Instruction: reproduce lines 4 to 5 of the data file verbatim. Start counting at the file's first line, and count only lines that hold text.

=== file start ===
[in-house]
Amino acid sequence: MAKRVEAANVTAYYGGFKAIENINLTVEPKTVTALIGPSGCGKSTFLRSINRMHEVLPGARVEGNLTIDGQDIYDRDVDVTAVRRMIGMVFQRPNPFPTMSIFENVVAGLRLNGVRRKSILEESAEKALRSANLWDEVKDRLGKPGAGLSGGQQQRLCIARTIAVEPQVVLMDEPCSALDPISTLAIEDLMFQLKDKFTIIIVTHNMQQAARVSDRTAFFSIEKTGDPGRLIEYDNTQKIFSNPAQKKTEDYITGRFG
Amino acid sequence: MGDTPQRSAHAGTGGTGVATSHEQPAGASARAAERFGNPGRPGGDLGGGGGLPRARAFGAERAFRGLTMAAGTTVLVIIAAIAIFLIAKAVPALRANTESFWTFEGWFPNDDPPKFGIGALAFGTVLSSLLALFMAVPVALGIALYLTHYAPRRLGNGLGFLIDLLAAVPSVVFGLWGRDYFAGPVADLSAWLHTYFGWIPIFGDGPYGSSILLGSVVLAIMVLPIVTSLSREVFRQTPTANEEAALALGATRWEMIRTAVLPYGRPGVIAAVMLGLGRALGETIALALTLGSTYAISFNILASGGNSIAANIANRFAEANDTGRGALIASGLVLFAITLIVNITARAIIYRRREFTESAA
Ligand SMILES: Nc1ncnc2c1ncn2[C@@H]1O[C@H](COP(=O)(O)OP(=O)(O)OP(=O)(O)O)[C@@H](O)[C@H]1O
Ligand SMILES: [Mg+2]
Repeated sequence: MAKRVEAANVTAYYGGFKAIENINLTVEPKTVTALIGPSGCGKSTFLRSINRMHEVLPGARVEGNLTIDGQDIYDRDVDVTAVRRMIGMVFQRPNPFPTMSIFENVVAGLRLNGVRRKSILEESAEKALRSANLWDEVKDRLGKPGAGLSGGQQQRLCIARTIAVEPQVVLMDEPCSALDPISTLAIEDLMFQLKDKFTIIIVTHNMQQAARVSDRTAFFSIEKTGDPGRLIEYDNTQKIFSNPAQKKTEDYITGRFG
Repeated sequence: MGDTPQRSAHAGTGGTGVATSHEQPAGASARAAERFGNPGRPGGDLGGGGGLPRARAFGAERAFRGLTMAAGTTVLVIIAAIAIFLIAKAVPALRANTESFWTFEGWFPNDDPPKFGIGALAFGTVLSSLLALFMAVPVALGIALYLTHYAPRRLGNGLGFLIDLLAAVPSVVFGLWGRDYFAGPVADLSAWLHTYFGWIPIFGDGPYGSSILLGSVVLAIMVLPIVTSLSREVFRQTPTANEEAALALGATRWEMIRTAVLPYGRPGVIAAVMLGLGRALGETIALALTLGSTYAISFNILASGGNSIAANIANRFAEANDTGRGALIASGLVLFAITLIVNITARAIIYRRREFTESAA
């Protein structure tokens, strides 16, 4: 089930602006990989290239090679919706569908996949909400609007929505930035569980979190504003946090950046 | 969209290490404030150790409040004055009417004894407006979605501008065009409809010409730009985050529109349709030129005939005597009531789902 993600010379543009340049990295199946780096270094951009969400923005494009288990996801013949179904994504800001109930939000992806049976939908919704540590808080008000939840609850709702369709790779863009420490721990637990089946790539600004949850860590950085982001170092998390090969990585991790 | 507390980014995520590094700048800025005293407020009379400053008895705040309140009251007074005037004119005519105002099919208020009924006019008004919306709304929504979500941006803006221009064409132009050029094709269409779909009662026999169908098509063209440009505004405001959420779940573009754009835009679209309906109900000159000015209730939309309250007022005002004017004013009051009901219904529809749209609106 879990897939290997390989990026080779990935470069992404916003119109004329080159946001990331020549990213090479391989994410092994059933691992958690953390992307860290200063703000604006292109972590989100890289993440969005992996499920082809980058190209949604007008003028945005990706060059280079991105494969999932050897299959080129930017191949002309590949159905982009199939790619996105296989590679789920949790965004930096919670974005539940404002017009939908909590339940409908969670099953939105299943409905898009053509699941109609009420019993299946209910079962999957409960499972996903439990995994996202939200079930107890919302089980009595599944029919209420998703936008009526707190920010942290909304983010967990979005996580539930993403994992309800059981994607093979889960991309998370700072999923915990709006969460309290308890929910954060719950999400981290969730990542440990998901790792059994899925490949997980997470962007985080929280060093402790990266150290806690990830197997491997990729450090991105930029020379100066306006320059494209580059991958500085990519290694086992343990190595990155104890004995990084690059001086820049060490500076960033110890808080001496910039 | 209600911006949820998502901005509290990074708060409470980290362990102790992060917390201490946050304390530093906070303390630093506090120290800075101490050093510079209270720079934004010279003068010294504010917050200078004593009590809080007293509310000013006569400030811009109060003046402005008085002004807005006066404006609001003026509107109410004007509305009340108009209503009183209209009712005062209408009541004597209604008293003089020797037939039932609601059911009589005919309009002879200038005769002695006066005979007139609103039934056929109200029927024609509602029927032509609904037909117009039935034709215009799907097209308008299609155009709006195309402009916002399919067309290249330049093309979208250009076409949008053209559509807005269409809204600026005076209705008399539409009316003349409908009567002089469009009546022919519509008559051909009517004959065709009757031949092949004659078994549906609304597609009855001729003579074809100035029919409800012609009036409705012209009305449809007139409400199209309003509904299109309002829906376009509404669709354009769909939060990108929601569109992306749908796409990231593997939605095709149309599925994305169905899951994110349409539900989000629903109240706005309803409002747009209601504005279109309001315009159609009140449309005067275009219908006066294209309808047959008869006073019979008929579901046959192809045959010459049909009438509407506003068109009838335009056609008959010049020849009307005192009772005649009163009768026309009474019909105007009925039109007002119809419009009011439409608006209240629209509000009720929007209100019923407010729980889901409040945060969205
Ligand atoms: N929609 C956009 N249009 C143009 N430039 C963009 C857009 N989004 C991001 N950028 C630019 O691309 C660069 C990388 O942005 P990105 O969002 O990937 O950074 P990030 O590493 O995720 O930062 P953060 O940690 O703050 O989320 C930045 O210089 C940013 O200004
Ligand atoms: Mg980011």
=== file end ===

Ligand SMILES: Nc1ncnc2c1ncn2[C@@H]1O[C@H](COP(=O)(O)OP(=O)(O)OP(=O)(O)O)[C@@H](O)[C@H]1O
Ligand SMILES: [Mg+2]